Good housekeeping drives a patriarch

Andrew Baker visits Silverstone to see the cornerstone of a racing family

The pit-lane at Silverstone was a serious place last week. Five teams were fettling their cars for this weekend's race, trying tweaks, making minute adjustments. Drivers frowned, team managers scowled, mechanics groaned. But there was an exception to the general mood of high tension, in the garage at the far end of the pits. Jokes were cracked, backs slapped, and country music played on a stereo system. They weren't quickest, not by a long chalk, but they weren't letting that get them down. Light-heartedness is traditional at Tyrrell, the team that Ken built.

"We have a different attitude from the other teams," Mike Gascoyne, Tyrrell's Deputy Technical Director, said. "We have a friendly atmosphere, a simple management structure and absolutely no politicking. At the end of the day you'll find us in the motor-home having a glass of wine and laughing. But don't mistake all this for a lack of desire to do well: we're always pushing."

The team's philosophy reflects Ken Tyrrell's belief - almost archaic these days - that motor racing should be enjoyable. "He is a very funny man," according to Mika Salo, the team's Finnish No 1 driver. "It's great to have him at every race. I am new in Formula One so it is good to have someone who has so many examples to draw on. But often he is asking me the questions."

Tyrrell, universally known in the paddock as "Uncle Ken", is now 72 and relishes the role of elder statesman. "I keep an eye on them all," he said. "Make sure they don't spend too much money."

Money has all too often been the watchword at Tyrrell in recent years. The world championship years with Jackie Stewart (1969, 1971 and 1973), and the constructors' titles (1971 and 1973) are long ago, the last grand prix victory was more than a decade ago, and for season after season the team's neat little cars have raced with white spaces where sponsors' logos might be. But while once-great motor racing teams such as BRM, Lotus and Brabham have long since folded, Tyrrell has survived, still a privately owned, family team. How?

"With difficulty," the patriarch declared. "But what we have always managed to do, which some others haven't, is stay within budget. If we have had money left over after a good year, we have saved it for leaner times. It's good housekeeping."

Part of that is Tyrrell's role at a grand prix. While the day-to-day running of the team is in the hands of Gascoyne and the technical director Harvey Postlethwaite, and Tyrrell's son Bob searches for sponsors as commercial director, the chairman is everywhere, encouraging the drivers, glad-handing sponsors, exuding bonhomie and keeping an eye on everyone.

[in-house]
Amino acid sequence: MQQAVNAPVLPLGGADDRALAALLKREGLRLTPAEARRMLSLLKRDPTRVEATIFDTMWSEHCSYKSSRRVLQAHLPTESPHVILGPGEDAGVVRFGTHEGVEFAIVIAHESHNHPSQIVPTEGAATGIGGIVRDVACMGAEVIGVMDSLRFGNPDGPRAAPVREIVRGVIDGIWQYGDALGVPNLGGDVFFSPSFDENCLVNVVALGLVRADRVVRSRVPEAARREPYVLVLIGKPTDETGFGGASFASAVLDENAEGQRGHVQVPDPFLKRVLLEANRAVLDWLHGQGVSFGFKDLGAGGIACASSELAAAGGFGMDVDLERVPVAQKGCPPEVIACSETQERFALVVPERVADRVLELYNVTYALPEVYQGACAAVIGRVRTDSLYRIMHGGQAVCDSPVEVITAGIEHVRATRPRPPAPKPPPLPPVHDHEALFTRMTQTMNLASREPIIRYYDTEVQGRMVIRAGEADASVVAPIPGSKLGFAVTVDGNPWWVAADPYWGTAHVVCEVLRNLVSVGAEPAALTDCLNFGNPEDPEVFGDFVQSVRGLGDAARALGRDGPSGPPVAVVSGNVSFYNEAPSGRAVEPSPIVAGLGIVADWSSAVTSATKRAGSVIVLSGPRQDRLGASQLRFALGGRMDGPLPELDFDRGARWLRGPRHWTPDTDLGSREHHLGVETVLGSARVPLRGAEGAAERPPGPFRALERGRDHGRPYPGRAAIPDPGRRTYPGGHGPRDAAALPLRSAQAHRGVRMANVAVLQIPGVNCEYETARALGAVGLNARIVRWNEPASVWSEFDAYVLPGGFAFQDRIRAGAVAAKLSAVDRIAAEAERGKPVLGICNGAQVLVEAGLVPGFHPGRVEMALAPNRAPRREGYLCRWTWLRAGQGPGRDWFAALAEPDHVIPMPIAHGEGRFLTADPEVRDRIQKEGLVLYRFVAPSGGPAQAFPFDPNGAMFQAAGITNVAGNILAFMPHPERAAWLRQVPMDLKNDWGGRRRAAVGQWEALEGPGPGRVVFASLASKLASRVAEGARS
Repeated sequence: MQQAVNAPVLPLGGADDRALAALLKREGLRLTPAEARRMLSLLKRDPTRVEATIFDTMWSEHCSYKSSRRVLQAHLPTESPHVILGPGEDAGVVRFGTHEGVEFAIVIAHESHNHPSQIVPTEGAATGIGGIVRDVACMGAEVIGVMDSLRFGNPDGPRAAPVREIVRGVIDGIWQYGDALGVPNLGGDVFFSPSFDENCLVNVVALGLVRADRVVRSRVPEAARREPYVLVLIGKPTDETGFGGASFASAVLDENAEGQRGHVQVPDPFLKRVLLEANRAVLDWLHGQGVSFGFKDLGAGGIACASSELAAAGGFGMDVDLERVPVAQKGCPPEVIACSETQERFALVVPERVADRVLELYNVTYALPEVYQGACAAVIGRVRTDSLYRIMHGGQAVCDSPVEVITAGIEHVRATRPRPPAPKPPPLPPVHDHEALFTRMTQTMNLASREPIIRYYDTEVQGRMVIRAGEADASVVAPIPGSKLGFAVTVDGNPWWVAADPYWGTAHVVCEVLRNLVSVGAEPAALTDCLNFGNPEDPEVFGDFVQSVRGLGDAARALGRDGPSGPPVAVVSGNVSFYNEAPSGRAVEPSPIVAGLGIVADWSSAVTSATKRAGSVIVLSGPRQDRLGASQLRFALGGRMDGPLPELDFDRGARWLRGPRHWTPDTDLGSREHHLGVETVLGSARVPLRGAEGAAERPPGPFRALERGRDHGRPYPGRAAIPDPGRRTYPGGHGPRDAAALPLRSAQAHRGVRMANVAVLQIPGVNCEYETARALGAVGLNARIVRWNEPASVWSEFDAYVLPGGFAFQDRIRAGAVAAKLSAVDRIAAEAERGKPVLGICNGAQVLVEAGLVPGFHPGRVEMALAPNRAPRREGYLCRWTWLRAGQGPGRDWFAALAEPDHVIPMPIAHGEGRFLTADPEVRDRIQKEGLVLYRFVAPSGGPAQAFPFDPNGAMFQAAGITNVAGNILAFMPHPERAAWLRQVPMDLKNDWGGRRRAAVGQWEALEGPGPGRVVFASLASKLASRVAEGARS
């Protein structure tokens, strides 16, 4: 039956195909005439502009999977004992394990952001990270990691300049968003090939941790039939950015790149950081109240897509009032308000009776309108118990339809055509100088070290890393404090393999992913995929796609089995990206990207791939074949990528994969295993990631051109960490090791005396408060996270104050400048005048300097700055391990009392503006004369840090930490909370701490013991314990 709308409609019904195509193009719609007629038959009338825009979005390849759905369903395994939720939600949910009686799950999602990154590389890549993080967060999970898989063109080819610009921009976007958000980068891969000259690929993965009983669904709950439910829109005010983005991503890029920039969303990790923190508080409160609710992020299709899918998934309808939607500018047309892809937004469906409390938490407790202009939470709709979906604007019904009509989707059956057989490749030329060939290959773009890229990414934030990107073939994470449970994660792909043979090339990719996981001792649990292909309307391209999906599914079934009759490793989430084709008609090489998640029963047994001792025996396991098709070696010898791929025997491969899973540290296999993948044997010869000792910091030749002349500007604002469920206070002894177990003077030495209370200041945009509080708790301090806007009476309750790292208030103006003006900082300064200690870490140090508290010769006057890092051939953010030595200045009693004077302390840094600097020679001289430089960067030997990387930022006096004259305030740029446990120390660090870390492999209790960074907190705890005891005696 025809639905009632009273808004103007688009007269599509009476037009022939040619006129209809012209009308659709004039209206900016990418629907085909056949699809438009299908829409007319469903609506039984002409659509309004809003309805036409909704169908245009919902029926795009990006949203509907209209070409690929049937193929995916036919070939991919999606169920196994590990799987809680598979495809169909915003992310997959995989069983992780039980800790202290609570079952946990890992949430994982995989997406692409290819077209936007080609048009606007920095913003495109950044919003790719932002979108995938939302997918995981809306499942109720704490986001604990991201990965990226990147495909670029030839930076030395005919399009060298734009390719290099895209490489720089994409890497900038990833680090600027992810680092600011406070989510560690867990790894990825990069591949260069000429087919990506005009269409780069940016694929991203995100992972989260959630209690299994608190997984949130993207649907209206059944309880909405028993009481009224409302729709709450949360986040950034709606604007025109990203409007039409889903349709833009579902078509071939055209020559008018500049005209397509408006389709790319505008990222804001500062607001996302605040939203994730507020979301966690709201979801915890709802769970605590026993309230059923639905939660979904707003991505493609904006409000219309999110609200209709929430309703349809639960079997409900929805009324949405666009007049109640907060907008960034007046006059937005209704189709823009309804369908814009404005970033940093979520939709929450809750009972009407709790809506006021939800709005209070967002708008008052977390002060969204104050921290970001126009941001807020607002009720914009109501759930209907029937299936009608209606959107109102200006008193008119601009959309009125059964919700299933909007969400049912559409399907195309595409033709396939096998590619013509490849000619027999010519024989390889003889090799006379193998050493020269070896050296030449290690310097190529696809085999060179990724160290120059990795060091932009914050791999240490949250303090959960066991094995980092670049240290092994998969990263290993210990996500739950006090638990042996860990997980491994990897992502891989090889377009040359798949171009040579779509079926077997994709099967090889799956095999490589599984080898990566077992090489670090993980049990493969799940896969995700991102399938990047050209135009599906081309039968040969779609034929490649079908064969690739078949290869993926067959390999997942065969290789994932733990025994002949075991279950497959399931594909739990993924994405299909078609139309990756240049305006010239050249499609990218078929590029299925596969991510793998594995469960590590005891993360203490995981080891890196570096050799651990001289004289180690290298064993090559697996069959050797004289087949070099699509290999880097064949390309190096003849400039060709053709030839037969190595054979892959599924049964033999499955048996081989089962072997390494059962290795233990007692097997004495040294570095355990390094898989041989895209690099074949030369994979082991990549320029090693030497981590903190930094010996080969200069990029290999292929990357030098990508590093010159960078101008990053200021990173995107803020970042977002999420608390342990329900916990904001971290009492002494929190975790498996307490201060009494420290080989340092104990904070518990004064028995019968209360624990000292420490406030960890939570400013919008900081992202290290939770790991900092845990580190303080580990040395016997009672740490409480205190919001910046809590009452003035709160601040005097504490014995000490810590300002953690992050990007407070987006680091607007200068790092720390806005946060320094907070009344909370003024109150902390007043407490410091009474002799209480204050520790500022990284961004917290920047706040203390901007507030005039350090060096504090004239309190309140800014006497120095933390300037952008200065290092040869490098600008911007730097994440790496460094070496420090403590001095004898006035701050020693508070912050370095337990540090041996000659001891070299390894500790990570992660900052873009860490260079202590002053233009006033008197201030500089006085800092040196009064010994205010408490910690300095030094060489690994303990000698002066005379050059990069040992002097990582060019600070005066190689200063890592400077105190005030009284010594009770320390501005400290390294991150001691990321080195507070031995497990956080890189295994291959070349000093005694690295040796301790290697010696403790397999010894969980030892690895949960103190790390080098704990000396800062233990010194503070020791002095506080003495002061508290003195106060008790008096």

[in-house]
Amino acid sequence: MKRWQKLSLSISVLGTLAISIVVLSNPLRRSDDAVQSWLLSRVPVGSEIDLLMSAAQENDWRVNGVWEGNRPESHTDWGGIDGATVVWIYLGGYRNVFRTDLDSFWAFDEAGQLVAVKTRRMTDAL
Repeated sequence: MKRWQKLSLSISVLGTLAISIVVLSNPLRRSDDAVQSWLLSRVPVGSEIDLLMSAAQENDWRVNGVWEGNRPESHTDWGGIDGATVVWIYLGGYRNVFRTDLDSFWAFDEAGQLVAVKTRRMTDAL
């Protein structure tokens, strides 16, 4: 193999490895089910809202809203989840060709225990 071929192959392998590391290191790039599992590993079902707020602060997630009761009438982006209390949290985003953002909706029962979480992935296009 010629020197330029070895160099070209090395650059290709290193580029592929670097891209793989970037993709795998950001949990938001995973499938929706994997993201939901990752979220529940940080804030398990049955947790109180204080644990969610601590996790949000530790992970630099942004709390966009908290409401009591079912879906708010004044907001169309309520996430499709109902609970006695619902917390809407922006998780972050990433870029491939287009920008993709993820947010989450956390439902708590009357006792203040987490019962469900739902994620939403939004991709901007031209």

He has a great reputation as a talent-spotter, having developed the grand prix careers of Stewart, Jean Alesi and the late, sadly unfulfilled Stefan Bellof. Salo is the latest to benefit from his patronage, and is now much sought-after by other, richer teams.

"It sounds corny," Mike Gascoyne said, "but he is a father figure to us all. During a race weekend he always wants to know what you are doing. He is always poking his nose in, asking questions."

Busybody or not, the elder Tyrrell is a useful man to have around, not least because in not having missed a grand prix in 29 years he has become friendly with the powers-that-be in Formula One, notably the sport's multi- millionaire ringmaster, Bernie Ecclestone.

But Tyrrell finds the idea that he is some kind of power-broker hugely amusing. "When people say that I am well-connected, they just mean that I am old," he said. "Anyway, I don't go as far back with Bernie as everyone thinks. I was talking to him about this the other day. He gave up racing the old 500cc Formula Three cars in 1951, and I started in 1952. It's just as well - I'd probably have crashed into him." What a sad loss that would have been. Tyrrell laughed like a drain. "Which one of us?"

Tyrrell has seen many new teams come in to Formula One. Most have lasted only a short time, victims of inadequate planing or finance. But next year Tyrrell's most successful protege launches a team of his own. How difficult does he think it will be for Stewart Grand Prix to become established?

"When Jackie was racing with me," Tyrrell recalled, "you went to Ford, gave them pounds 7,500, and they gave you an engine that could win the world championship. Things are harder these days. When you have an engine, you have to design and build your car. Then you get the driver you hope is right, the tyres you hope are right, and so on. It is very, very difficult. But Jackie will get there." Will he be ahead of Tyrrell next year? Uncle Ken did not laugh this time. "No," he said. "Not next year . . ."